Dendreon’s Pricing Question, UW’s $300M Stimulus Windfall, Cell Therapeutics Rejected by FDA, & More Seattle-Area Life Sciences News

4/15/10Follow @xconomy

One of Seattle’s oldest biotech companies was rejected by U.S. drug regulators in the past week, while another is on pins and needles awaiting what most analysts expect will be an imminent FDA approval.

How much will people pay for a new prostate cancer drug that will help men live a median of four months longer than a placebo? That’s one of the big questions at Seattle-based Dendreon (NASDAQ: DNDN) as it enters the final days before the FDA says whether the drug, sipuleucel-T (Provenge), is ready for the market or not. I polled seven analysts on their price projections, and dug into some of the factors that Dendreon has to consider when it sets the price.

—The FDA rejected Seattle-based Cell Therapeutics‘ application to sell a new drug for non-Hodgkin’s lymphoma, pixantrone. This was the obvious outcome, since the FDA’s cancer boss, Richard Pazdur, gave the company a public dressing down at an advisory committee hearing last month, and the panel of cancer experts voted 9-0 against it. Cell Therapeutics (NASDAQ: CTIC) hoped to get out of this jam by holding a shareholder meeting where it would win authorization to sell millions of more shares, but it postponed that meeting, probably because it was unable to get a quorum of shareholders—a problem that has dogged the company in the past. A subsequent conference call about the company’s future plans struck me as so absurd I chose to Tweet about it in real-time, but not spend more time writing. If you really want to follow this in more depth, read a blistering opinion piece from TheStreet.com’s Adam Feuerstein.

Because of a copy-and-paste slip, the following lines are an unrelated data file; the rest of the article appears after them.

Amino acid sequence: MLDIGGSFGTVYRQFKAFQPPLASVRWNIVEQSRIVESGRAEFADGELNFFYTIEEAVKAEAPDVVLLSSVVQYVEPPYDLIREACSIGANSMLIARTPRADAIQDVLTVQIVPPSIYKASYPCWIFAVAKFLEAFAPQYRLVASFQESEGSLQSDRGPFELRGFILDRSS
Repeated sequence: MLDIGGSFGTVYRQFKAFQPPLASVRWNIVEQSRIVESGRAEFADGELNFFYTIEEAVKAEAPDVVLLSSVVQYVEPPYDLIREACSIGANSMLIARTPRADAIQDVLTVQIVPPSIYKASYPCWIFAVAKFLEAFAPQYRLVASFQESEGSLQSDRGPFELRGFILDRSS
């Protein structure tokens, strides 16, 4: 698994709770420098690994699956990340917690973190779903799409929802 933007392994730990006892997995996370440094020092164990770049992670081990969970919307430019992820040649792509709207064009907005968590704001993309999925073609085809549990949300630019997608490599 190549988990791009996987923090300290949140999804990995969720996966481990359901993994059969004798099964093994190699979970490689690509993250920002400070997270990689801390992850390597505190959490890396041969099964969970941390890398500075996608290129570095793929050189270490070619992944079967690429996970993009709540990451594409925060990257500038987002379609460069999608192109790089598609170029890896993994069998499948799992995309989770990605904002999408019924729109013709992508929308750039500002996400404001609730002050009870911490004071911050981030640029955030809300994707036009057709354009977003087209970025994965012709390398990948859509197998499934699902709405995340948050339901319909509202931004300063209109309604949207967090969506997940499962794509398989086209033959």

—We had some encouraging news from Eastern Washington this week. Waltham, MA-based PerkinElmer said it agreed to acquire Spokane, WA-based Signature Genomic Laboratories for $90 million in cash, to strengthen its genetic testing and molecular diagnostics business.

—The University of Washington has confirmed what a top commercialization official predicted a year ago—that the university has been awarded $300 million in federal stimulus money. I gathered that fact from a Technology Alliance talk by one of UW’s leading genome scientists, Debbie Nickerson. But she talked in more depth about her “new Corvette”—a $25 million gene-sequencing center that her team hopes will prove it was worth Uncle Sam’s investment.

—I promised myself that I’d avoid cheesy puns like “fledgling” when describing the latest angel investment network in the Northwest, but it can now be said that it is starting to take flight (that’s a little better isn’t it?). This was a story about Wings, the new angel network for medical device investors, which got started at its inaugural meeting yesterday, in which it reviewed business plans of three startups.

—Dendreon had one other nugget of news this week. It hired Varun Nanda as the senior vice president in charge of commercialization of sipuleucel-T (Provenge). Nanda has a ton of experience with cancer drugs, having previously worked at the Genentech unit of Roche. He better be a quick study, because Dendreon is awaiting word from the FDA by May 1 on whether it has the green light to start selling the product.

Fate Therapeutics, the San Diego-based company that counts University of Washington stem cell researcher Randall Moon as a scientific co-founder, is expanding its mini-empire into Canada with the acquisition of Verio Therapeutics.

Liberty Dialysis, a Mercer Island, WA-based company that operates more than 100 dialysis clinics around the U.S., received an undisclosed amount of financing from a group of investors that includes Ignition Partners.

—As the dust settles on healthcare reform, Stewart Lyman helped show readers one of the overlooked elements of the new law that will provide a windfall of tax benefits for biotech companies.

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